5 Questions with Ross MacAndrew, 2018 Amica Newport Half Marathon Winner

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Ross MacAndrew, from East Greenwich, Rhode Island ran the 13.1 mile Amica Newport Half Marathon course in 1:12:43. We caught up with the 27-year old a few months after his speedy finish:

Why did you decide to run the Amica Newport Half Marathon?

I ran the Amica Newport Half Marathon because I was gearing up for a full marathon later in the fall and knew this would be a challenging course that would test my ability. I thought about doing the full, but started my training a little late to give it my best effort, so the half offered me a chance to run a good course and see where I’m at. We ended up getting a pretty good day with the weather, and this race really helped me to learn what I needed to work on in my training afterward. On top of that, I knew there’d be more spectators than some other races to help motivate and cheer you on, which is great if you’re competing or just trying to tackle your first half.

What makes running in Newport so special?

I’ve spent a lot of time in Newport over the past few years. There’s so much to do, and my band plays in a lot of the venues around town, so I’m there more often than I used to be and I love it. I’ve run the half in the spring a few years ago and had a bit of knowledge of the course and knew it’d be a challenging but great race to run. It’s pretty cool to go down Memorial Boulevard and see people out on the street watching. Ocean Drive can be a challenge with the wind and the hills, but it’s very scenic and there are people scattered throughout cheering you on. The best part about the half is picking up speed on the downhill at the end and finishing on the beach with a big crowd. I know so many people that do or have done this race, so I wanted to make sure I put it a really good effort that day and prove to myself what kind of shape I was in.

What do you love about the half marathon distance?

I think my favorite part of the half marathon is that it isn’t a full marathon! In all seriousness, it’s a difficult distance to run, and you can’t fake the kind of shape you’re in. If you want to run well, you can’t rely on pure speed, you’ve got to have endurance in your legs. Fortunately, if things don’t go right, the recovery to get out and try it again is a much quicker turn around than from a full marathon. If you’re looking into doing a full marathon, doing the half is a very practical way of gauging the kind of shape you’re in and can provide some insight towards your strategy in the full. I’ve done a few fulls now, and am sure I’ll run this full someday, but this year it made more sense for me to do the half.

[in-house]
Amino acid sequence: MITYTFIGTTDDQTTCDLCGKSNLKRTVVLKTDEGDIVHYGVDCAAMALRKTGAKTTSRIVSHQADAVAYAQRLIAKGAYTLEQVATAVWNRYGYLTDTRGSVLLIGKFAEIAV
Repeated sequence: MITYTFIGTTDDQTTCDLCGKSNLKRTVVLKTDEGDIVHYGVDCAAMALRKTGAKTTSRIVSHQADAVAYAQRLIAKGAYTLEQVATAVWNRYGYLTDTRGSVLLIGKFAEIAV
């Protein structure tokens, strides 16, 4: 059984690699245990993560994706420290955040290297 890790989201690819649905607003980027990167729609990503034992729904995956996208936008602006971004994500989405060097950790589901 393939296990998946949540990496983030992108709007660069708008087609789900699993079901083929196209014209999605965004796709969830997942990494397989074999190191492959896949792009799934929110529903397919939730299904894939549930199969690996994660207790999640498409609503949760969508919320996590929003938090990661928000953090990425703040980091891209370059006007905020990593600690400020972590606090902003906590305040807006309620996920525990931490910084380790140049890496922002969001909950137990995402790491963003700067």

What does perfect race day weather look like to you, and what do you wear?

Perfect race day weather for me is probably a little overcast with temperatures in the 40’s-50’s. Running in New England, you never know what you’re going to get, and more often than not it won’t be ideal, so if you can get those conditions, you want to capitalize on it as much as you can. Training in all kinds of weather is a great way to prepare for race day. My attire for race day is almost always the same: race flats, comfortable ankle socks, running shorts, my Naticks tank top, maybe a baseball cap, and if it’s cold (40 or below) I’ll bring some old gloves. I’ve always got warm-ups, so I’m comfortable before the start and have something to put on as soon as I’m done.

What’s the best piece of advice you’ve ever been given?

The best piece of advice I’ve gotten is just to be prepared. Think of everything that can go wrong, and do what you can to minimize the chances of it happening, or figure out how you will handle a problem if it comes up. Specifically for running, this includes everything from an extra pair of shoes with you in case it’s raining beforehand and you want to switch right before the start of the race, to doing your training runs in all sorts of weather (heat, snow, wind, rain, mild, cold, etc.) to prepare for bad race day weather. When I got onto Ocean Drive this past year, the wind picked up a bit, but I’d run in it so much leading up to this race, that it wasn’t something that was on my mind as I was heading back towards the finish.

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